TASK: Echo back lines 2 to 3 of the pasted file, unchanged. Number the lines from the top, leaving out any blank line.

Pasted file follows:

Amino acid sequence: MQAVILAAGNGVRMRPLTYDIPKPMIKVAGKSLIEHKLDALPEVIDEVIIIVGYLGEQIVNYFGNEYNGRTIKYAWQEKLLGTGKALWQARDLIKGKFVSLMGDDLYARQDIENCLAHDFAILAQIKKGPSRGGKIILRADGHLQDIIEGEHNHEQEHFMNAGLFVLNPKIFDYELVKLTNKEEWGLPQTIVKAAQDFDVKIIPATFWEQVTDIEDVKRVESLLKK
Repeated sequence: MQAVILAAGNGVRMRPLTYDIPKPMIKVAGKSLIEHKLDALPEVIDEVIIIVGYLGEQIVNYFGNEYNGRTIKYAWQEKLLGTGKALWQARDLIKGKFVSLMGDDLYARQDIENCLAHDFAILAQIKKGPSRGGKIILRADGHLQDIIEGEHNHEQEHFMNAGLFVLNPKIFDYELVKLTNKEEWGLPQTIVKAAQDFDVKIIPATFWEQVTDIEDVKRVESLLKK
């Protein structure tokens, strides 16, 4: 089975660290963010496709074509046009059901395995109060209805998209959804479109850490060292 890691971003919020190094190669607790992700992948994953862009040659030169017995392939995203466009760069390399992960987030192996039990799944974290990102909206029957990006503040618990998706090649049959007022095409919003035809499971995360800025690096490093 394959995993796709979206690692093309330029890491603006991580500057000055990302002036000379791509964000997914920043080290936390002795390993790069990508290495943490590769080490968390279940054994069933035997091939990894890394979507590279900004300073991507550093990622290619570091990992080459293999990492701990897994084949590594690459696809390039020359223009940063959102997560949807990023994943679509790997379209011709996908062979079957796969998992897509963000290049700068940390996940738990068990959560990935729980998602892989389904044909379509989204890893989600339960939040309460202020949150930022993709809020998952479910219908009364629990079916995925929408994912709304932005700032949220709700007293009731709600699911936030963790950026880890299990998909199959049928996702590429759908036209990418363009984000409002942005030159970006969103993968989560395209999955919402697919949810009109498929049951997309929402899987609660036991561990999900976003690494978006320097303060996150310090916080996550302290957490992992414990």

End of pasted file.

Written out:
Repeated sequence: MQAVILAAGNGVRMRPLTYDIPKPMIKVAGKSLIEHKLDALPEVIDEVIIIVGYLGEQIVNYFGNEYNGRTIKYAWQEKLLGTGKALWQARDLIKGKFVSLMGDDLYARQDIENCLAHDFAILAQIKKGPSRGGKIILRADGHLQDIIEGEHNHEQEHFMNAGLFVLNPKIFDYELVKLTNKEEWGLPQTIVKAAQDFDVKIIPATFWEQVTDIEDVKRVESLLKK
């Protein structure tokens, strides 16, 4: 089975660290963010496709074509046009059901395995109060209805998209959804479109850490060292 890691971003919020190094190669607790992700992948994953862009040659030169017995392939995203466009760069390399992960987030192996039990799944974290990102909206029957990006503040618990998706090649049959007022095409919003035809499971995360800025690096490093 394959995993796709979206690692093309330029890491603006991580500057000055990302002036000379791509964000997914920043080290936390002795390993790069990508290495943490590769080490968390279940054994069933035997091939990894890394979507590279900004300073991507550093990622290619570091990992080459293999990492701990897994084949590594690459696809390039020359223009940063959102997560949807990023994943679509790997379209011709996908062979079957796969998992897509963000290049700068940390996940738990068990959560990935729980998602892989389904044909379509989204890893989600339960939040309460202020949150930022993709809020998952479910219908009364629990079916995925929408994912709304932005700032949220709700007293009731709600699911936030963790950026880890299990998909199959049928996702590429759908036209990418363009984000409002942005030159970006969103993968989560395209999955919402697919949810009109498929049951997309929402899987609660036991561990999900976003690494978006320097303060996150310090916080996550302290957490992992414990």